Chicago, public appearances at Indiana University, and a newly
conceived cable-access television show. The events in the
aftermath of Smith's shooting spree have afforded Hale and
his band of bigots a degree of media coverage that Hale eagerly
covets. In a recent development, Hale was invited by a professor
at the University of Illinois-Springfield to lecture to a
class on "Ethics and Social Responsibility."
For the last year, ADL has confronted the
swill being dispensed by Hale and the World Church of the
Creator. Security conferences, media appearances, victim support,
educational initiatives and law enforcement outreach represent
a sampling of the many activities in which ADL has been engaged
to counter the insidious rhetoric of the WCOTC. While Hale
continues to pursue his nefarious objectives, ADL seeks to
insure that his is not the last word.
South > The
East > The
West > The
In the 12 Southern states, there
were a total of 191 incidents (down from 201). Florida reported
the most (88, down from 102 in 1998), followed by Texas (28, down
from 30); Georgia (25, up from 20); North Carolina (19, up from
9); Virginia (18, down from 38); Louisiana (7, up from 3); Arkansas
(3, up from 2); Tennessee (2, up from 0); Mississippi (1, up from
0); South Carolina (0, down from 2), and Alabama (0, dwn from 2).
No incidents were reported in Oklahoma in 1999 or 1998.
in the New Millennium:
A Southern Perspective
As the new millennium dawns,
the American Jewish community looks back on the 20th century
asking itself the age-old question: how did we fare? Certainly
the past hundred years were filled with marked contrasts for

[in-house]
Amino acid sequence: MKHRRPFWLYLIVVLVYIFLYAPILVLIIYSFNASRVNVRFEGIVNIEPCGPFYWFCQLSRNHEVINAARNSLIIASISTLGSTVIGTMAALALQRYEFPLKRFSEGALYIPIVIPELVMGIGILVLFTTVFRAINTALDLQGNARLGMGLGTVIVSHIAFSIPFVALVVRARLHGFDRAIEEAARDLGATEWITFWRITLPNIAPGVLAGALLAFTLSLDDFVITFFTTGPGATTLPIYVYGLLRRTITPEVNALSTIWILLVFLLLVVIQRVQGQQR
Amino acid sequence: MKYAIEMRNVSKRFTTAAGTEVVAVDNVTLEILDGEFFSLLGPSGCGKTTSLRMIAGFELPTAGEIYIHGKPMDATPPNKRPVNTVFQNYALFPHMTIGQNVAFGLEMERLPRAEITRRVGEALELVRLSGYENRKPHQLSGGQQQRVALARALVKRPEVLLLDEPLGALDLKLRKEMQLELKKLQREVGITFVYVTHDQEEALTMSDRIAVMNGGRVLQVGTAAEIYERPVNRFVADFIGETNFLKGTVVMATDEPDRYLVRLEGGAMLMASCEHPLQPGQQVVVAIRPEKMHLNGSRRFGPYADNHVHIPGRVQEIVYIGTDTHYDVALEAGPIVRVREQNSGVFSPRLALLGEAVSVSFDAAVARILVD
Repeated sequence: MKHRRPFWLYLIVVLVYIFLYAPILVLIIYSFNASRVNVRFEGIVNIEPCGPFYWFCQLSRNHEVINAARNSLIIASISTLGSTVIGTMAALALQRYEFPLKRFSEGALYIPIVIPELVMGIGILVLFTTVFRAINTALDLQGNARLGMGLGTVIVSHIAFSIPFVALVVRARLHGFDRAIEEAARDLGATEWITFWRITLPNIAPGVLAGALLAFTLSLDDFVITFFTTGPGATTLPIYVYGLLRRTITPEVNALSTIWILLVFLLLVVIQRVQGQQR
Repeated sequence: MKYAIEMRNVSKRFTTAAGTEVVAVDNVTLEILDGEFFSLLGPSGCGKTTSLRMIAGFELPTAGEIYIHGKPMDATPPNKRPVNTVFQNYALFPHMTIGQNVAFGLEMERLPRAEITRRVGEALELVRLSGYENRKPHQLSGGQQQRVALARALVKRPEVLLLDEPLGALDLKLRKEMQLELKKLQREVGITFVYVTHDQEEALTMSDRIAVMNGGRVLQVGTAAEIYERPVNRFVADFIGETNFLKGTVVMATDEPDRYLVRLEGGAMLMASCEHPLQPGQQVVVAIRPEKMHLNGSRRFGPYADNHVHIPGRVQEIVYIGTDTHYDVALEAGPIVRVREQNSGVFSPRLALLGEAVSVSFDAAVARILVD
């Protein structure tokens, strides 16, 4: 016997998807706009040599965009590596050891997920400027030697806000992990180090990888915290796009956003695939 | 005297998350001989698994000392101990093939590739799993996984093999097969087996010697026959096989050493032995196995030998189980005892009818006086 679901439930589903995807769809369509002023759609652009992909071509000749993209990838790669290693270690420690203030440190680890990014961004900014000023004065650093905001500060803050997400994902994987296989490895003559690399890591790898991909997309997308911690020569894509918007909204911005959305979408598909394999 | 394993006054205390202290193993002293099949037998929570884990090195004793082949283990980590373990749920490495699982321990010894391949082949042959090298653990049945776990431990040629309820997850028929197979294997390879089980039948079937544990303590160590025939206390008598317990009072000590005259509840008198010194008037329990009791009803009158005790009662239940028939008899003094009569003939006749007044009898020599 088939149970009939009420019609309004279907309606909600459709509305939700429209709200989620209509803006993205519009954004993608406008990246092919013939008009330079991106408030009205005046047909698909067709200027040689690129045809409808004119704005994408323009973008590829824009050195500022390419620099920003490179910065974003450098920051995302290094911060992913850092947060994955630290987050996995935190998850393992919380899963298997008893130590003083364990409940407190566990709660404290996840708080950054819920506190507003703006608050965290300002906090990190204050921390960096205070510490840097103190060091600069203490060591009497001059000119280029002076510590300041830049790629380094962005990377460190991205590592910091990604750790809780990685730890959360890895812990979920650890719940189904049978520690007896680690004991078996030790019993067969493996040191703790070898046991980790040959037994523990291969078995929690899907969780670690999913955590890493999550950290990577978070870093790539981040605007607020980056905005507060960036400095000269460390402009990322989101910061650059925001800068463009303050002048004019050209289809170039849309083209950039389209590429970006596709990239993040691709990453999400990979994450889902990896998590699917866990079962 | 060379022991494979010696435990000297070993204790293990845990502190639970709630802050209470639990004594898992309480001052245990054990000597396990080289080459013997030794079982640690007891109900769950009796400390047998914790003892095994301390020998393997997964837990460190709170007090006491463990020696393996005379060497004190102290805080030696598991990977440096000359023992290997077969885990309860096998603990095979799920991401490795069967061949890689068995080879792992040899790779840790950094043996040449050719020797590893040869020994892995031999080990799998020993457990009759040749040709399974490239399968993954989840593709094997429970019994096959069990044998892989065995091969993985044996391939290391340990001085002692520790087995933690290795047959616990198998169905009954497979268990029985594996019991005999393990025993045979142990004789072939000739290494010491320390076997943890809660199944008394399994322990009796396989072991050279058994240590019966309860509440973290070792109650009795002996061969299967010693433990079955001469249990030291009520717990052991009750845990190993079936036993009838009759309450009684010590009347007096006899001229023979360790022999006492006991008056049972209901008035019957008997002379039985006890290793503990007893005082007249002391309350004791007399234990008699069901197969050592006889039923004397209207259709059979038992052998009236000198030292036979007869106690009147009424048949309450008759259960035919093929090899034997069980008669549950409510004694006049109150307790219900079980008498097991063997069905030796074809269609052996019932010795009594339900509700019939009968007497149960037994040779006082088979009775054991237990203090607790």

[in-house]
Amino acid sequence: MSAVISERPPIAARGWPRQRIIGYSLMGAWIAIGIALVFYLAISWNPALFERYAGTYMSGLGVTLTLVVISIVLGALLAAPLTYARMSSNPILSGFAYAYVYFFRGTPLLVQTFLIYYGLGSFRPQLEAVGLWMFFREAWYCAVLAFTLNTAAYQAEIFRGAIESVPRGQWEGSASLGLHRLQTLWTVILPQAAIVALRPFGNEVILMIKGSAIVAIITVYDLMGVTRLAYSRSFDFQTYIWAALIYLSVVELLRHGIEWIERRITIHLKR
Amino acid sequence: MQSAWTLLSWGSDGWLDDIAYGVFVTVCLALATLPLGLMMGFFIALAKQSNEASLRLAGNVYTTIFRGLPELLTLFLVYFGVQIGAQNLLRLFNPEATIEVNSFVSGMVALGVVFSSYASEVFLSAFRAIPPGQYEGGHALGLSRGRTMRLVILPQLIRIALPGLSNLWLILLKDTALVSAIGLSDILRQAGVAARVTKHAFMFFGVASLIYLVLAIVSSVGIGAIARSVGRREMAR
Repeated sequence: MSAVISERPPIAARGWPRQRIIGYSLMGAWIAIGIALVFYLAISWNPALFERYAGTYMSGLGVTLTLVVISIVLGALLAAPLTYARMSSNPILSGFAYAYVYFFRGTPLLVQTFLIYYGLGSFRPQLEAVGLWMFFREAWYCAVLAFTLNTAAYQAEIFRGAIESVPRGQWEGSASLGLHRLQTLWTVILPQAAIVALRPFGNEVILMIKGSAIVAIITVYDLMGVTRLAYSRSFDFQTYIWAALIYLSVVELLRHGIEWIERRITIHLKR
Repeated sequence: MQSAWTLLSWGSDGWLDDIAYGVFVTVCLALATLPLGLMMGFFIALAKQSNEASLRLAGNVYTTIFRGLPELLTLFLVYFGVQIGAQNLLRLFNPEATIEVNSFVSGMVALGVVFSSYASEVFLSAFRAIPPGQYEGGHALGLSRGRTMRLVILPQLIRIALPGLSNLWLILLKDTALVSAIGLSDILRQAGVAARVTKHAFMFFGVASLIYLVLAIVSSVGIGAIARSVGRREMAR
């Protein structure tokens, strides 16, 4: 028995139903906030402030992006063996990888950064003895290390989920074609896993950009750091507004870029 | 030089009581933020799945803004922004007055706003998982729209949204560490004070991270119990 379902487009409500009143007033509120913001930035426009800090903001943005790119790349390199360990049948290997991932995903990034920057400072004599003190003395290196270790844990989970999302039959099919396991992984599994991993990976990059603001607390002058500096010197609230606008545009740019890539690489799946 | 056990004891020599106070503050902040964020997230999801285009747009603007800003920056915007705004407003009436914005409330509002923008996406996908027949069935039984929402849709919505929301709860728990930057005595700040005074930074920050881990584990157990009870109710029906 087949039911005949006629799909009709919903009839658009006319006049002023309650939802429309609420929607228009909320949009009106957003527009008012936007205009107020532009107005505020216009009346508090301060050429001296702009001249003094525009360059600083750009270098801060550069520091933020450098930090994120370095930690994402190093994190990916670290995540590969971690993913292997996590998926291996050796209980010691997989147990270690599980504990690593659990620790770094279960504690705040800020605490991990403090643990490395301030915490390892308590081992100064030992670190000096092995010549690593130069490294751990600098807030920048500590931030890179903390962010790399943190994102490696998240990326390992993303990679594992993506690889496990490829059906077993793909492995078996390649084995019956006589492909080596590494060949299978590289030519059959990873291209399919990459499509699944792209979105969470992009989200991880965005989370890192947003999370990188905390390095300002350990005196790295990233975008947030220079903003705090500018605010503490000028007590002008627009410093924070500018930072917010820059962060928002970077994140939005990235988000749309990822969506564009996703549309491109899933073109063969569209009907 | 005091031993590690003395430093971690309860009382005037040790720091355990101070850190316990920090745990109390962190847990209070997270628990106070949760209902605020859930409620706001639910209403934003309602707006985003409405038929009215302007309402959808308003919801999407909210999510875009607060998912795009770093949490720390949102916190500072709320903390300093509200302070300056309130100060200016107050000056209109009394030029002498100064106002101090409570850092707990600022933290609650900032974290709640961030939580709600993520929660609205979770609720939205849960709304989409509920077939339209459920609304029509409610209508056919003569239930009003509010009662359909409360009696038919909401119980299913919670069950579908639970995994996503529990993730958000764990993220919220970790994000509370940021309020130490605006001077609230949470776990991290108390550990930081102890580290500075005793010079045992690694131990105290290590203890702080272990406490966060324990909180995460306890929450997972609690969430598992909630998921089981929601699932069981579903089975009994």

Jews in America; the early years were filled with coarse,
overt anti-Semitism but subsequent decades have brought an
increasing acceptance and success.
The South has always been an extraordinary
and exotic place for Jews, in part due to their relatively
small numbers. Emigrating from Europe and Russia in the early
1900s, Jews established themselves in retail trades throughout
the Bible Belt. The ease with which they fit into the Christian
societies in which they found themselves varied. For some
individuals, assimilation and intermarriage followed; for
others, preservation of ancient traditions and rituals was
paramount. Not infrequently, instances of violent anti- Semitism
occurred with the acquiescence of the gentile community and
the local government - a phenomenon epitomized by the horrific
lynching of Leo Frank in 1915.
By ADLís measure, incidents
of anti-Semitism in the South appear to have declined during
the past five years. According to ADLís annual Audits,
occurrences of vandalism, threats, harassment, and intimidation
have decreased approximately 30 percent from 1995 to 1999
in the 12 states comprising the Southern Area (Alabama, Arkansas,